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In the western industrialized countries, about 2% of the population suffers from chronic wounds. Decubitus wounds, ulcus cruris and diabetic feet are the most frequent types of chronic wounds, mostly associated with age. Demographic trends show a significantly increased life expectancy, combined with growth in chronically ill and health-care dependent people. Wound infection is a global problem affecting up to 10% of post-operative wounds and about 25% of chronic wounds leading to additional costs of EUR 23 billion per year in Europe alone.

Infection is a severe complication of the wound healing process and, even in the best case with healing of the infected wound, the process is slow and accompanied by chronic pain and deterioration of patients’ quality of life.

Early identification of an infection is therefore critical. The diagnosis of wound infection in an initial stage enables a simplified and inexpensive treatment protocol preventing the establishment of pathogens in the wound and avoiding prolonged antibiotic therapy.

The current diagnosis of wound infection relies mainly on the judgment of the classical signs of infectionrelated to the inflammatory process(1,2). Some wounds are clearly infected having purulent secretions and the manifestations of inflammation (rubor (redness), calor (heat), tumor (swelling) and dolor (pain).

However, these signs of infection cannot generally be used for reliable infection assessment(3). For example, the inflammatory response to infection in diabetics can be reduced by vascular disease and neuropathy(4). Neuropathy may obscure or cause pain. Ischemia may reduce erythema, warmth, or induration, and venous insufficiency may mask warmth or cause induration. Gardner et al(5) concluded that the individual clinical signs of infection do not perform well in the overall infection diagnosis. This can result in undetected infections or unnecessary use of antibiotics leading to antimicrobial resistance.

If clinical signs suggest infection, a common method for evaluation of wound infection is superficial wound swabbing(6). Swabs are analyzed for identification of microorganisms by cultivation in specialized labs. A disadvantage of this method is that non-pathogenic colonizing microorganisms are also measured. Results of the analysis are available over a period of days depending on the organism. This is slow, expensive, indefinite and inefficient especially for incipient infection. Moreover it requires trained personal and analytical equipment/labs.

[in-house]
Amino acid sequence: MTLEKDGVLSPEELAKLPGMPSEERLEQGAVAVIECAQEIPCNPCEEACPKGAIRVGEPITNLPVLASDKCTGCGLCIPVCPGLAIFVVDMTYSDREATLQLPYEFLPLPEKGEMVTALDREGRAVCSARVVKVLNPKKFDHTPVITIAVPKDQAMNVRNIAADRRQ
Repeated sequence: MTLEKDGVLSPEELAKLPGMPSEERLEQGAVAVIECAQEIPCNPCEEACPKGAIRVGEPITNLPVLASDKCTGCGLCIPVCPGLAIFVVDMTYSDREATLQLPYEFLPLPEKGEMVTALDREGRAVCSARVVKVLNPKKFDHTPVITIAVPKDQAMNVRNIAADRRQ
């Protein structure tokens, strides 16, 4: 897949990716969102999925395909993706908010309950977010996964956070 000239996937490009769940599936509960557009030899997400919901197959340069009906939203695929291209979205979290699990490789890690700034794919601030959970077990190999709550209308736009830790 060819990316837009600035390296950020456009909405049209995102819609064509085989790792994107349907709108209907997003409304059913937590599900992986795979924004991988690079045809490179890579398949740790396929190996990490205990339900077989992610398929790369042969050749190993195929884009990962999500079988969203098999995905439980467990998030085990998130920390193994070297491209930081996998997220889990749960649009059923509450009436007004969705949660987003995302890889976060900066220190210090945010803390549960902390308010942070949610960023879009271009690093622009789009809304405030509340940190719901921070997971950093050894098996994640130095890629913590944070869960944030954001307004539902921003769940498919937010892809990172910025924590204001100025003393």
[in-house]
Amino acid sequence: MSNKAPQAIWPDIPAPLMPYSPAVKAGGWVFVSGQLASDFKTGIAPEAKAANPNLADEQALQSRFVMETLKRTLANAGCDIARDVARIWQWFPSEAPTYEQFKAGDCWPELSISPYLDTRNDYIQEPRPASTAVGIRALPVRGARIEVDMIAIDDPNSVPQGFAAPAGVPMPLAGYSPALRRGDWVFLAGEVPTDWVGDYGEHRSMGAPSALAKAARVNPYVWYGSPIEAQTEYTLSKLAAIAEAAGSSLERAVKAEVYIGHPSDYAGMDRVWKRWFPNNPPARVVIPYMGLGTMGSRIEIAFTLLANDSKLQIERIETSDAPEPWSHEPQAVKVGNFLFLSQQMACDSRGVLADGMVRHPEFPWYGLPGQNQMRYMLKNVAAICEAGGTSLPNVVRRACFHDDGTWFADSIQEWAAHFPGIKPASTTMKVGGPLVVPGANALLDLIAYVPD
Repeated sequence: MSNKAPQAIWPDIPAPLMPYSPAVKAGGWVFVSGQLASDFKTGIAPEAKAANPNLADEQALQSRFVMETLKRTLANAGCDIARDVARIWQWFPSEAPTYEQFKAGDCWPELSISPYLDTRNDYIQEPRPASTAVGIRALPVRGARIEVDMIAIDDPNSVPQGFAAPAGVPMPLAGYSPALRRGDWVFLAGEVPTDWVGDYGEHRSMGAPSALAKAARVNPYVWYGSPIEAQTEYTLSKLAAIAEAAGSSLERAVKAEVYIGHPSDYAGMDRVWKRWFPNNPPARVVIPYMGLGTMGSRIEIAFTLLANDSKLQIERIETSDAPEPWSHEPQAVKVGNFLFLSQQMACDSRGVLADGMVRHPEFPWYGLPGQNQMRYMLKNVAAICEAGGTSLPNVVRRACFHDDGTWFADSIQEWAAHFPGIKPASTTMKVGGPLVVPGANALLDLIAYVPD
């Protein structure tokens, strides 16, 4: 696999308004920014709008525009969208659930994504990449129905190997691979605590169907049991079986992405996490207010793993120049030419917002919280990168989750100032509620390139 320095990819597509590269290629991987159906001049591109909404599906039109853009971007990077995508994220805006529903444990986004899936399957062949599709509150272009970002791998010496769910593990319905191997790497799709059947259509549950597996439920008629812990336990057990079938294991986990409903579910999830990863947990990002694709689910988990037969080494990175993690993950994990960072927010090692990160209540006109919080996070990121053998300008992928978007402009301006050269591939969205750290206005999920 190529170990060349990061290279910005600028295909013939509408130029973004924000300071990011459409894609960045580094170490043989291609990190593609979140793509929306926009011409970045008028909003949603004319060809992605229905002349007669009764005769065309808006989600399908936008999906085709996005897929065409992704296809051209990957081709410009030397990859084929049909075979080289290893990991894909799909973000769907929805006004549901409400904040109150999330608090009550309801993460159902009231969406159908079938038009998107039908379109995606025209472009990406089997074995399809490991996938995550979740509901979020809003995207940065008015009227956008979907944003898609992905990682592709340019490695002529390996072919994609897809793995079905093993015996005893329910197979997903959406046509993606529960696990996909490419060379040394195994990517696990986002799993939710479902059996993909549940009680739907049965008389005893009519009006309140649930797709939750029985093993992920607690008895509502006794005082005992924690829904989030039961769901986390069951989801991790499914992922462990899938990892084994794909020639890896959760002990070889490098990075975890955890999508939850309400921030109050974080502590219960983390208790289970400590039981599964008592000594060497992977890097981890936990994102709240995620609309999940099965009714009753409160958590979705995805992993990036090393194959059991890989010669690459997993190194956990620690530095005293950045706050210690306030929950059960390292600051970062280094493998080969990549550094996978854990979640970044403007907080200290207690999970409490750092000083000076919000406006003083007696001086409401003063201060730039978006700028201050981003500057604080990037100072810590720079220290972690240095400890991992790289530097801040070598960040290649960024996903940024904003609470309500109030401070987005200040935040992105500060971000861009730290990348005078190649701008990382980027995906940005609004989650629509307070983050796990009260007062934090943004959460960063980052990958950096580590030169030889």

A quantitative method of infection detection is the tissue biopsy - the ‘gold standard’ in medical practice(7). This method, however, is not routinely used due to the patient burden - it requires surgical sampling of the wound tissue. Moreover, biopsies or swabs are applied only when the clinical signs of infection are apparent, meaning late diagnosis and treatment. The time lost in culturing of the microorganisms is a major disadvantage of the biopsy-based test.

In contrast, InFact aims to bring to the market an entirely novel approach for wound status monitoring as a complementary tool in an efficient treatment strategy. The new class of in situ diagnostic materials will be able to define the wound infection related signal faster than normal. The positive signals will indicate the type of treatment to be applied and the need for a dressing change.


1. D. Krasner, Chronic Wound Care: A Clinical Source Book for Professionals, Health Management Publications, 1997

2. N.A. Stotts and T.K. Hunt, Managing Bacterial Colonization and Infection, Clin. Geriatr. Med, 13 (1997), 565-573.

3. R.G. Sibbald, H. Orsted, G.S. Schultz, P. Coutts, and D. Keast, Preparing the Wound Bed 2003: Focus on Infection and Inflammation, Ostomy.Wound Manage. 49 (2003) , 23-51.

4. Pozzili P, Leslie RD. Infections and diabetes: mechanisms and prospects for prevention. Diabet Med 1994;11:935-41

5. Gardner et al.  Clinical Signs of Infection in Diabetic Foot Ulcers With High Microbial Load Biol Res Nurs 2009:11:119 

6. H. Rode, I.D.O. Vale, and A.J.W. Millar, Infection is one of the Commonest Causes of Death in Burn Patients, Particularly those with Extensive Damage, Cont.Med.Edu. (2008)

7. Robson MC, Heggars JP. Bacterial quantification of open wounds, Mil Med. 1969;134:19-24.

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